There had never been a game designed quite like Lego Star Wars: Castaways — but there had been a few movies. The Gameloft team drew heavily from the rapid-fire richly textured imagery of The Lego Movie and its equally effervescent sequel. “Everything is Lego in those movies, down to the backgrounds,” says Lee Kaburis, game manager for Lego Star Wars: Castaways. “We investigated the matter a little further, decided it was feasible, and said, ‘OK, we’re going all in.’ We wanted that full immersion of being in a Lego world.”
The catch: “Bricks are complex objects!” says Kaburis. “It takes a lot of processing power. So we had to figure out a way to be as efficient as possible so we could run not only on a device as big as an Apple TV, but also something as small as the older generation iPhone.”
To build the game elements, the team relied heavily on an adapted version of Lego Digital Designer. It’s very conveniently the exact same software Lego uses to create its own physical bricks — from single Lego Dots to this year’s ginormous Titanic — and the team employed it to imagine Lego versions of X-wings, brand-new Hutts, and one particularly tricky Corellian freighter.
The game’s version of the Millennium Falcon is based on the physical Ultimate Collector’s Series set — one of the largest Lego sets in history, with just over 7,500 pieces. “We really wanted players to be able to go beneath the Falcon and see not only the pieces but the Lego studs — and even the Lego logo on top of the individual studs,” says Durand.
But the more complex the shape, the more polygons you have to draw — and the Falcon’s polygons numbered in the millions. “When we first put the Falcon in, it immediately crashed the game,” laughs Durand. But the team persevered, and Gameloft’s performance engineers came on board for a tune up, creating a process to optimize the complex model without losing its visual detail.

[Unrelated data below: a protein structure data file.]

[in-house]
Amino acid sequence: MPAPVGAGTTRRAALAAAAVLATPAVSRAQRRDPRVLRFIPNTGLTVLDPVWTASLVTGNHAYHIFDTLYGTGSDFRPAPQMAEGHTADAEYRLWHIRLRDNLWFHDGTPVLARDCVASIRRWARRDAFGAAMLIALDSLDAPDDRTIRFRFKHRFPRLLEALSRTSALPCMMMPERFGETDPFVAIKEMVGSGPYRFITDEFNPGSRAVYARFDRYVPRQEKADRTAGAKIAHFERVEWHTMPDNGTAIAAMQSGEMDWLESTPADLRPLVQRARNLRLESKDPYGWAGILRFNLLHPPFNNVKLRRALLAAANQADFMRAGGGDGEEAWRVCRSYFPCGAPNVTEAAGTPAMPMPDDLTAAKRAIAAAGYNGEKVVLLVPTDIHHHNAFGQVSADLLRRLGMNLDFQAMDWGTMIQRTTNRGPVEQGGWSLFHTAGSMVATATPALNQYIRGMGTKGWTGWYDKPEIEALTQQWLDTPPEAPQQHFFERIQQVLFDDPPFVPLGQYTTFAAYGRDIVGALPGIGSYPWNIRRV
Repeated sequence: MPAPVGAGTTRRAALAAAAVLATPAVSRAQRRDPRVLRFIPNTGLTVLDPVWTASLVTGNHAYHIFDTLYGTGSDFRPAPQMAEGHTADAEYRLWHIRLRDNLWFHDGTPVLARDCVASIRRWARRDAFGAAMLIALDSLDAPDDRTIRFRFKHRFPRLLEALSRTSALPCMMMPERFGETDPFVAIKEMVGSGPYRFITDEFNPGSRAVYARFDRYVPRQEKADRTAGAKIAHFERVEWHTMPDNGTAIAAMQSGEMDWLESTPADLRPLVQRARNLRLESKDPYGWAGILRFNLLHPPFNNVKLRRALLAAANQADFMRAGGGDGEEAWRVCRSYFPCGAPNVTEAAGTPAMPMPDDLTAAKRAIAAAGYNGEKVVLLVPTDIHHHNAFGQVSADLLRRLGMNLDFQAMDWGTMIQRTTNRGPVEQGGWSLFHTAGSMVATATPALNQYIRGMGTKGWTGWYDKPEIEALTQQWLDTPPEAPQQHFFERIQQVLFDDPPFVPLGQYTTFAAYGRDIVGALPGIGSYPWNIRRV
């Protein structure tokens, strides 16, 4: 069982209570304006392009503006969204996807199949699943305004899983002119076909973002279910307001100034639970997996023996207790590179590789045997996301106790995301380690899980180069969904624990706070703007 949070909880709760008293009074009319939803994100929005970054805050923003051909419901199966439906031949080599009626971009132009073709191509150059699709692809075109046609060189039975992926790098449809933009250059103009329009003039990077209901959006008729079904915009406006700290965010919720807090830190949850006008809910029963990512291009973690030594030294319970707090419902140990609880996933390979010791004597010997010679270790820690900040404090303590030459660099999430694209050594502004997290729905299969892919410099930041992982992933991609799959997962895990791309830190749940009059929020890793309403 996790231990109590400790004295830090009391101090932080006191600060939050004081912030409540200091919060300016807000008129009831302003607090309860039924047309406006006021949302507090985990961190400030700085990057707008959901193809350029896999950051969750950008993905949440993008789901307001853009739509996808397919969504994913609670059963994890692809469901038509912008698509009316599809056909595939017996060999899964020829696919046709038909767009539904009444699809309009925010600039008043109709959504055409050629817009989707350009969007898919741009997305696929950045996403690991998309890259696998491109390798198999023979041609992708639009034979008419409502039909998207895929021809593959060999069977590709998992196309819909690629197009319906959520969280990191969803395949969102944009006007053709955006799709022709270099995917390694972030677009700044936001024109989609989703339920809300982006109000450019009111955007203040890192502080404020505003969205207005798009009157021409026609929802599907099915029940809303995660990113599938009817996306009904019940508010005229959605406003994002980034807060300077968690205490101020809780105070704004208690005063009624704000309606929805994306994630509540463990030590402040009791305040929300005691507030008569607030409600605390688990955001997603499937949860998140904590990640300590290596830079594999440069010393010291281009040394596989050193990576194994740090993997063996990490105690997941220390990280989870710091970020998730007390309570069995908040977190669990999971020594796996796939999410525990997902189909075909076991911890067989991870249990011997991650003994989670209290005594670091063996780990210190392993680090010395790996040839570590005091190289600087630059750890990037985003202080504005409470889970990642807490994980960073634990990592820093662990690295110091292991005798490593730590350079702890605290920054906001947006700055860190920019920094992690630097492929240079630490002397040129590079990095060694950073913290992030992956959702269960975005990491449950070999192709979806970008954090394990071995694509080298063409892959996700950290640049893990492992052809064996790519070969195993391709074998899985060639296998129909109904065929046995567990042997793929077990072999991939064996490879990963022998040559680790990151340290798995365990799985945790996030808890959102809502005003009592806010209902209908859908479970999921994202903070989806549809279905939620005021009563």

When we first put the Falcon in, it immediately crashed the game.
Jacques Durand, creative director
Engineers used lighting to help identify the model pieces that were crucial to the game’s visual look and feel. As soon as something received initial build approval, the team ran it back through the machine to cast lights on it. Any surface that rebalanced that light was kept; every piece of the model that didn’t was removed from its geometry. Durand estimates that decision saved 90 percent of the work — and polygons.
While this process was perfect for man-made environments and objects, the team ran into challenges rendering scenes like the docking bay or the rough cliffs surrounding Jabba’s palace. “It just would have been [impossible] with thousands — or millions — of bricks,” says Kaburis.
Instead, anything too unwieldy for Lego Digital Designer went to a second piece of software — the ‘Lego-Lyzer’ — that read the scene, ship, building, or background and speedily produced a game-ready Lego replica. Durand and the team found it the perfect solution for the game’s backgrounds and more distant objects: “At that distance, you’re maybe not seeing Lego studs, but you’ll definitely see the edges of each brick.”
Once levels were built, the Gameloft team embraced constant playtesting in their weekly meetings. “The first 15 minutes were updates about progress, what everybody’s doing,” Kaburis laughs. “The last 45 minutes were playtime.”
Kaburis says playtime — which involved nearly everyone on the team — was the most important part of development. But the game’s most valuable playtesters were also its smallest: Kid playtesters helped the team refine the game’s perspective from an initial top-down perspective to a behind-the-ship point of view, and helped them develop and refine the onboarding process.
“The first time you play, you see a pop-up screen that says ‘Hold your tablet or phone with two hands,’” says Kaburis. “That’s because in a lot of the play tests, we saw kids putting the phone down and playing with one finger.”
The result is a game that balances the adventurous spirit of Star Wars with the tactile joy of a Lego set. “Nowadays, games have the ability to immerse you with story and audio and visuals that are akin to watching a movie,” says Kaburis. “I’ve always loved games that can do that.”
With Lego Star Wars: Castaways, he and his team made one — and brought balance to the Force.